Fossil microbes found along aniron-rich river in Spain reveal how signs of life could be preserved inminerals found on Mars. The discovery may help to equip the next generationMars rover with the tools it would need to find evidence of past life on theplanet.
The RioTinto arises from springs west of Seville. These springs percolate upthrough iron ores that were deposited by geothermal activity more than 200million years ago. Spring water dissolves iron sulfide minerals from the ores,and this stains the river red. The iron sulfide minerals also dissociate toform sulfuric acid.
With a pH between 1.5 and 3, RioTinto is as sour as vinegar, yet it supports a surprising variety of life.Bacteria, algae, single-celled organisms called protists and fungi all thrivein the acid headwaters.
Rio Tinto has attracted theattention of exobiologists because this environment can create the iron mineralhematite, which has been found on Mars. On Earth, hematite only forms withliquid water. Since liquid water is seen as a prerequisite for life elsewhere,the mineral's presenceon Mars tantalizes those who hope to find signs of life, past or present,on our neighboring planet.
By examining incipient fossilsalong Rio Tinto's shores and comparing them with much older fossils left onterraces now high above the river, David Fern?ndez-Remolar of the Astrobiology Center in Torrej?n de Ardoz, Spain and Andrew Knoll of Harvard University hope to better understand how similar minerals may have preserved a record of lifeon Mars.
Pools at the edge of the riverevaporate in the heat of the Spanish summer and leave behind mineral deposits. Overthe years, as the river cuts down into the valley it creates rock terraces. Theoldest and highest terraces formed 2 million years ago while the youngest arejust a few centimeters above the surface.
When Fern?ndez-Remolar and Knolllooked at those evaporating pools, they saw microbes that had become coatedwith nanoparticles of iron minerals that had precipitated out of the water. Themost common mineral they observed was a rust-like iron oxide called goethite.Layers of fine-grained goethite surrounded the youngest fossil microbes,preserving the rod-like shapes of individual bacteria as well as filamentsformed by bacterial colonies.
The minerals surrounding the fossilschanged as the sediments cemented to form rock. Finely grained minerals encasedfossils found in the youngest terrace, but those from a rock layer 700 to 800years old had larger crystals. Over time, the minerals altered chemically aswell. Rustlike goethite slowly loses hydrogen and oxygen atoms to become morestable hematite over time. In fossils from the oldest terraces, hematite hadbegun to replace the goethite. These findings were recently reported in thejournal Icarus.
The iron-rich rocks of Mars'sMeridiani Planum, where the rover Opportunity explores, may have formed throughroughly similar geochemical processes, says planetary geologist Timothy Glotchof the State University of New York in Stony Brook.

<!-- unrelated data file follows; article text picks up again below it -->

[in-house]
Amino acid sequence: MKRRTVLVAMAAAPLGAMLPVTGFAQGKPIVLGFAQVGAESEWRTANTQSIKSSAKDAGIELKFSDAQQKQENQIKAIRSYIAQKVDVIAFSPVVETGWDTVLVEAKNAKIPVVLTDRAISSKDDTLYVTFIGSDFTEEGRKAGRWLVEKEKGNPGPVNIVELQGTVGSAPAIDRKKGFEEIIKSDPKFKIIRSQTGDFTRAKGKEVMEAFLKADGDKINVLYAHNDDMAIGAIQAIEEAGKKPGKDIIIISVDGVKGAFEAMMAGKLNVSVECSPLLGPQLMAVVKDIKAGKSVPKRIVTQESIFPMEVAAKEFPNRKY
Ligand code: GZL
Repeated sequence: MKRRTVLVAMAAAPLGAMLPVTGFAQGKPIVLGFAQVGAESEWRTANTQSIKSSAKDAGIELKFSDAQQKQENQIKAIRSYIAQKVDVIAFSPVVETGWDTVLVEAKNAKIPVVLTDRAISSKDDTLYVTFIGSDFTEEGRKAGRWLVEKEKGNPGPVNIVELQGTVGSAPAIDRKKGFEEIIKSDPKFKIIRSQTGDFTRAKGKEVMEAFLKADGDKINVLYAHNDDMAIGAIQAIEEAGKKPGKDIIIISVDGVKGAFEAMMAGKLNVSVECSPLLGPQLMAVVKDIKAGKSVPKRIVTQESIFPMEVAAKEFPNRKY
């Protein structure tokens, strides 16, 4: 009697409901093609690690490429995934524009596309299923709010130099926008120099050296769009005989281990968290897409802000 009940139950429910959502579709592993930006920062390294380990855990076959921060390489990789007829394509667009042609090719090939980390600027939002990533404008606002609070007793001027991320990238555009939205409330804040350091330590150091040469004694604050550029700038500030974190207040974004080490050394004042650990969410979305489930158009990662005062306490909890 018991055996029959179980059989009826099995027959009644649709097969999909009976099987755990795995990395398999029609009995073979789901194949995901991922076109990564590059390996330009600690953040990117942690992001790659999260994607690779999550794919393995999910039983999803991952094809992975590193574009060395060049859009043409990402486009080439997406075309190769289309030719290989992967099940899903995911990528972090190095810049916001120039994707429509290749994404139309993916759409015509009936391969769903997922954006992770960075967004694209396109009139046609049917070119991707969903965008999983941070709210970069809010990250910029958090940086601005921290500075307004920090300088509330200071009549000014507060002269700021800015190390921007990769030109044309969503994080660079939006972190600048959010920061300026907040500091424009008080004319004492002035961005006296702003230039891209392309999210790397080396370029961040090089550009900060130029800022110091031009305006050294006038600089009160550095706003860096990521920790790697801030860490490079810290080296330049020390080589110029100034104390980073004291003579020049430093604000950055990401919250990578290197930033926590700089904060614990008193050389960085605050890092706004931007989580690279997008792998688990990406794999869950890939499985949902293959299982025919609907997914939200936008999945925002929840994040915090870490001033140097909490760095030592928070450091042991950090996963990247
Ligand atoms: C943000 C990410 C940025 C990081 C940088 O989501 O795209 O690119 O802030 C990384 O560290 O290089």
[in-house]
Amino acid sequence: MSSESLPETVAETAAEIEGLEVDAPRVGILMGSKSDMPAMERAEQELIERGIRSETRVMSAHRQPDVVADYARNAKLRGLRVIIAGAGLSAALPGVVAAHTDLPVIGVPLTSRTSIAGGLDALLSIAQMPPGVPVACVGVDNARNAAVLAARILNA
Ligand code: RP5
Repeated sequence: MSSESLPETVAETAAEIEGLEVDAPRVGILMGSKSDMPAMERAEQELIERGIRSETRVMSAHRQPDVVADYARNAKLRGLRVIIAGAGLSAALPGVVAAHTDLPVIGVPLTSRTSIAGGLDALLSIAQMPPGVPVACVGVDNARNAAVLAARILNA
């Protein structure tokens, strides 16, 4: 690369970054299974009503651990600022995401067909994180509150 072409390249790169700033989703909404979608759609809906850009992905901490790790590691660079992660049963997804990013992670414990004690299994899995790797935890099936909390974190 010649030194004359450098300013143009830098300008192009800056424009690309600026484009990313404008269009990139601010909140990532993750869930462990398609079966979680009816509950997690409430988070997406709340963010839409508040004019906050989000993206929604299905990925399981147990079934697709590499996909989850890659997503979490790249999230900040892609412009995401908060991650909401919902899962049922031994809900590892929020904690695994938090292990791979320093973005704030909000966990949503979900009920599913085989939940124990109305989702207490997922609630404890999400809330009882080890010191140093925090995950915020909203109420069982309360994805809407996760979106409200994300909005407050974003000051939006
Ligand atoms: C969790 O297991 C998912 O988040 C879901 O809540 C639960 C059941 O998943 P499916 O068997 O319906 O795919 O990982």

"Rio Tinto is a decentanalog for what we see on Mars," Glotch said, noting that spectralanalyses suggest Martian hematite originally formed as goethite or a similarmineral that was later altered to hematite. "It's a story similar to whatthey see in Rio Tinto."
The Martian hematite rocks arefar older than the Rio Tinto rocks. They may date back to as much as 3 to 4billion years ago, a time that coincides with the earliest evolution of life onEarth. A lack of tectonic activity on Mars is likely to have left them relativelyuntransformed. For that reason, "Mars would be a very good place to lookfor preservation of microbial structures," Fern?ndez-Remolar says.
Planetary scientist CarolStoker of NASA's Ames Research Center at Moffett Field, California, agreesthat if life was abundant when the Meridiani sediments formed, the fossilswould likely be similarly preserved. But she isn't holding out much hope for anyrover to find fossils. Successful identification of fossil life requirescareful field work by geologists who select many of the most promising samplesto analyze, she says.
Fern?ndez-Remolar and Knollthinly sliced the Rio Tinto rocks to see the microbial structures. Althoughfuture rovers could be equipped with more powerful micro-imagers, they stillwouldn't be able to peer inside the rocks. The next generation rover isexpected to pulverize samples and to analyze the dust, a process that wouldobliterate the shape of anything that happened to be preserved.
Even missions designed to bringsamples of Martian rocks back to Earth are unlikely to be able to select andship back enough rocks to make detection of fossils probable, says Stoker. "Themissions most likely to find definitive evidence of fossil life on Mars will bethose conducted by human crews," she claims.